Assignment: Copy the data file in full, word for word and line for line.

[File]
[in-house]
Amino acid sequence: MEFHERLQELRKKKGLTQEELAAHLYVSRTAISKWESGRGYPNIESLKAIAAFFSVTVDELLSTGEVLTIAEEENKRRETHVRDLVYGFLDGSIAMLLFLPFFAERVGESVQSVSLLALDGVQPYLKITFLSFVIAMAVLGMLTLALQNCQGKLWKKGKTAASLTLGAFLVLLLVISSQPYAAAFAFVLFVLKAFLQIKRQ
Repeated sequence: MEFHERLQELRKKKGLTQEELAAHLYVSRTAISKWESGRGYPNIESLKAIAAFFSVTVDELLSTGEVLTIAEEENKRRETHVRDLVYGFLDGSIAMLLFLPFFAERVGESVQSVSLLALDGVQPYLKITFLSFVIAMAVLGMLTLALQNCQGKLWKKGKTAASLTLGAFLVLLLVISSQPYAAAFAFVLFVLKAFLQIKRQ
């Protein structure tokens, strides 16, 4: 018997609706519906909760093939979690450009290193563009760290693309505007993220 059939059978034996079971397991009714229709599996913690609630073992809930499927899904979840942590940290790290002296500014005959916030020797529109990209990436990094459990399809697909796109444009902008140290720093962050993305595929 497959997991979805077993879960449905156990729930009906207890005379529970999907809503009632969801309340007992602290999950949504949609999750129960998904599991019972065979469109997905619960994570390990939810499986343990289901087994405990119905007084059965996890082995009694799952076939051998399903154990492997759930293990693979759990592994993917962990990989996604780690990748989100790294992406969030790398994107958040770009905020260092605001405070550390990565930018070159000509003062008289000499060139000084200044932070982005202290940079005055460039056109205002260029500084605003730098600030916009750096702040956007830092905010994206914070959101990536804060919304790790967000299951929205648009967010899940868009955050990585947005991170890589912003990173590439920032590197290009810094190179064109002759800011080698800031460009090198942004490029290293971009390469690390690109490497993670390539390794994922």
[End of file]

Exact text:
[in-house]
Amino acid sequence: MEFHERLQELRKKKGLTQEELAAHLYVSRTAISKWESGRGYPNIESLKAIAAFFSVTVDELLSTGEVLTIAEEENKRRETHVRDLVYGFLDGSIAMLLFLPFFAERVGESVQSVSLLALDGVQPYLKITFLSFVIAMAVLGMLTLALQNCQGKLWKKGKTAASLTLGAFLVLLLVISSQPYAAAFAFVLFVLKAFLQIKRQ
Repeated sequence: MEFHERLQELRKKKGLTQEELAAHLYVSRTAISKWESGRGYPNIESLKAIAAFFSVTVDELLSTGEVLTIAEEENKRRETHVRDLVYGFLDGSIAMLLFLPFFAERVGESVQSVSLLALDGVQPYLKITFLSFVIAMAVLGMLTLALQNCQGKLWKKGKTAASLTLGAFLVLLLVISSQPYAAAFAFVLFVLKAFLQIKRQ
């Protein structure tokens, strides 16, 4: 018997609706519906909760093939979690450009290193563009760290693309505007993220 059939059978034996079971397991009714229709599996913690609630073992809930499927899904979840942590940290790290002296500014005959916030020797529109990209990436990094459990399809697909796109444009902008140290720093962050993305595929 497959997991979805077993879960449905156990729930009906207890005379529970999907809503009632969801309340007992602290999950949504949609999750129960998904599991019972065979469109997905619960994570390990939810499986343990289901087994405990119905007084059965996890082995009694799952076939051998399903154990492997759930293990693979759990592994993917962990990989996604780690990748989100790294992406969030790398994107958040770009905020260092605001405070550390990565930018070159000509003062008289000499060139000084200044932070982005202290940079005055460039056109205002260029500084605003730098600030916009750096702040956007830092905010994206914070959101990536804060919304790790967000299951929205648009967010899940868009955050990585947005991170890589912003990173590439920032590197290009810094190179064109002759800011080698800031460009090198942004490029290293971009390469690390690109490497993670390539390794994922």